In this blog, I attempt a concise outline of the basic steps to create a Ruby on Rails RESTful API.
- Create New Rails Project
- Plan Models / Relationships
- Generate Resources
- Create / Migrate database
- Set Up Controllers
Assuming Rails is installed, enter the following command into your terminal replacing
<my-project> with the project name.
rails new <my-project> --api --database=postgresql
--apiflag will forgo some of the extra junk a full Rails app has that I do not need. The
--databaseflag lets you specify the type of database you prefer. I chose PostgreSQL. If you do not include this flag, the default database will be SQLite.
For demonstration, I’ll create an Evil Dog Catcher API.
Check out this dog catcher toy I found on Google images:
What maladjusted kid wants to play with dog catcher toys? Yikes.
While Rails installs, now is a great time to plan the models and relationships. Having a clear idea of these ahead of time saves a lot of headaches.
I'm going with two models, Catchers and Dogs.
The relationships will be:
- Catchers have many Dogs.
- Dogs belong to Catchers.
Next, I’ll generate resources. This command quickly sets up migrations, models, controllers, and routes for each model name.
rails generate resource <model> <attribute>:<type> <attribute>:<type>
Tips: You can use
gas shorthand for
generate. Also, you can list another model’s name as an attribute with a type of
referencesto automatically add a foreign key to that model.
These will be my resource commands:
rails g resource catcher name:string city:string rails g resource dog name:string breed:string catcher:references
References gives me a foreign key for the Dog model, but I have to manually go into the Catcher model add
class Dog < ApplicationRecord belongs_to :catcher # set up by catcher:references end class Catcher < ApplicationRecord has_many :dogs # add this line end
With all the files generated, it’s time to get the database going. First, I double check the migration files to make sure everything looks right.
class CreateCatchers < ActiveRecord::Migration[6.0] def change create_table :catchers do |t| t.string :name t.string :city t.timestamps end end end class CreateDogs < ActiveRecord::Migration[6.0] def change create_table :dogs do |t| t.string :name t.string :breed t.references :catcher, null: false, foreign_key: true t.timestamps end end end
Note: Notice the line under
CreateDogsthat starts with
null: false, I will not be able to create a Dog unless it has the foreign key of a Catcher. If you want to be able to create models without this, set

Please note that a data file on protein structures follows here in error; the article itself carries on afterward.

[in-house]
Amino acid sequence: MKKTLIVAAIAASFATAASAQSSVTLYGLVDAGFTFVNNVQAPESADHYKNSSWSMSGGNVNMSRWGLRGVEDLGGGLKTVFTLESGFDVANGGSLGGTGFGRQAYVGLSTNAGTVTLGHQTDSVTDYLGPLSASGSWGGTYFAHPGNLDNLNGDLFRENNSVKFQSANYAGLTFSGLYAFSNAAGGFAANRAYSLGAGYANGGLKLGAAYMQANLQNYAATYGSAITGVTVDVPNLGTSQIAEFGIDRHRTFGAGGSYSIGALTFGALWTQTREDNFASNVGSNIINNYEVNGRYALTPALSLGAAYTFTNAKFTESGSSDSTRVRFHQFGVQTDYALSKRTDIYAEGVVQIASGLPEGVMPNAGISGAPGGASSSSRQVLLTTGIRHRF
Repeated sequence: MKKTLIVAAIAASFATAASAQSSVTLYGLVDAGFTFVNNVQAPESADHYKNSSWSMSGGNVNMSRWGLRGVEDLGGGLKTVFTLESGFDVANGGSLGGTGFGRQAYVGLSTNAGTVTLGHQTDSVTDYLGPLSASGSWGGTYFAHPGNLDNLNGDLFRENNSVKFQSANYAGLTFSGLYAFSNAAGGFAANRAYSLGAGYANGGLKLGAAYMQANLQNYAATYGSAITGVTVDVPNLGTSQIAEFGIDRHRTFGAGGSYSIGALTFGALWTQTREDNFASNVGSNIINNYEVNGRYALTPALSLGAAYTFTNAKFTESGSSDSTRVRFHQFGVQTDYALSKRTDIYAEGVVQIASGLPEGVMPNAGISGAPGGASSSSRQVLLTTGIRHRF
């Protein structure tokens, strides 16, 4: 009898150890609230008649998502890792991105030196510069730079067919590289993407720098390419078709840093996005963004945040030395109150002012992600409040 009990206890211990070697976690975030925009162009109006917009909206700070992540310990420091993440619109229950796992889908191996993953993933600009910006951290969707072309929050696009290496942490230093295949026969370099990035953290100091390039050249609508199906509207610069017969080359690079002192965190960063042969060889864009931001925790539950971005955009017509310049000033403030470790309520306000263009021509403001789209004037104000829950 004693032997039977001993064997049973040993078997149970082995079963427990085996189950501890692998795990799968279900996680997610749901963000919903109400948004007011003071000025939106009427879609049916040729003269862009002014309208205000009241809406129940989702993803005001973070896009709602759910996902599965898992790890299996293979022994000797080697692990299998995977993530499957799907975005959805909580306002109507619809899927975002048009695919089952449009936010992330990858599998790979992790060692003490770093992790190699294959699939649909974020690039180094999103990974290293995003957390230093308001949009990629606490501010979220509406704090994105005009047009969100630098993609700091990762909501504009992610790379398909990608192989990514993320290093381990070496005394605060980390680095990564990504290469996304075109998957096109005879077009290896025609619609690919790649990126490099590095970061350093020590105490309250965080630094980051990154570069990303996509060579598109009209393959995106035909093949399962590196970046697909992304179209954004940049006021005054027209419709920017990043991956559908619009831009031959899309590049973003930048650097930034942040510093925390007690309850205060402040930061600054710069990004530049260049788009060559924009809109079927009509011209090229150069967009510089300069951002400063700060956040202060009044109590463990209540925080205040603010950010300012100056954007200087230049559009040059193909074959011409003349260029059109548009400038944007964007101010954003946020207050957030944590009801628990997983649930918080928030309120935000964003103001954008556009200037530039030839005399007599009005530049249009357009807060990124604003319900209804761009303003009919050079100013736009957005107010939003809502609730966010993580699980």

Since everything looks right, I will now create and migrate my database by entering these commands into the terminal:
rails db:create rails db:migrate
I double check my progress in the following steps:
In the terminal,
rails consoleopens the console.
In the console, I create a Catcher instance,
Catcher.create(name: 'test'), and a Dog instance,
Dog.create(name: ‘test’, catcher_id: 1). There should be no errors.
I test the relationships by entering
Catcher.find(1).dogs. This finds the Catcher with an id of 1 and shows me if they have any dogs. I get:
<ActiveRecord::Associations::CollectionProxy [#<Dog id: 1, name: “test”, breed: nil, catcher_id: 1, created_at: “2020–10–04 06:39:15”, updated_at: “2020–10–04 06:39:15”>]>
Since there’s no errors, it’s time for the next step.
For the final step, I set up a basic index controller and test it on the Rails server.
class CatchersController < ApplicationController def index # grab an array of all catchers in db catchers = Catcher.all # render a json object of all catchers # include a sub array of their dogs with each catcher render json: catchers, include: :dogs end end
rails s or
rails server in the terminal. I open
http://localhost:3000/catchers in the browser and make sure everything is working.
Tip: For production purposes, you can open the CORS of this API to any website. Install the CORS gem by opening the Gemfile, uncommenting
gem ‘rack-cors’, and run
# Use Rack CORS for handling Cross-Origin Resource Sharing (CORS), making cross-origin AJAX possible gem 'rack-cors'
Next, access the
config/applicationfile. Find the class
Applicationand — without altering any of the default code — insert the following:
config.middleware.insert_before 0, Rack::Cors do allow do origins '*' resource '*', :headers => :any, :methods => [:get, :post, :delete, :put, :patch, :options, :head], :max_age => 0 end end
Remember to change the
originsbefore deployment or this API will be available to anyone.
At this point the basic API is up. The next steps will be to open up the CORS for whatever other site(s) will pull from it and set up the controllers to perform whatever actions I want the back-end to perform.
Hope this is helpful! Mostly I wanted a quick reference for setting up an API. I know Rails has a million aliases and shortcuts. If you have suggestions / corrections. Please comment or email me at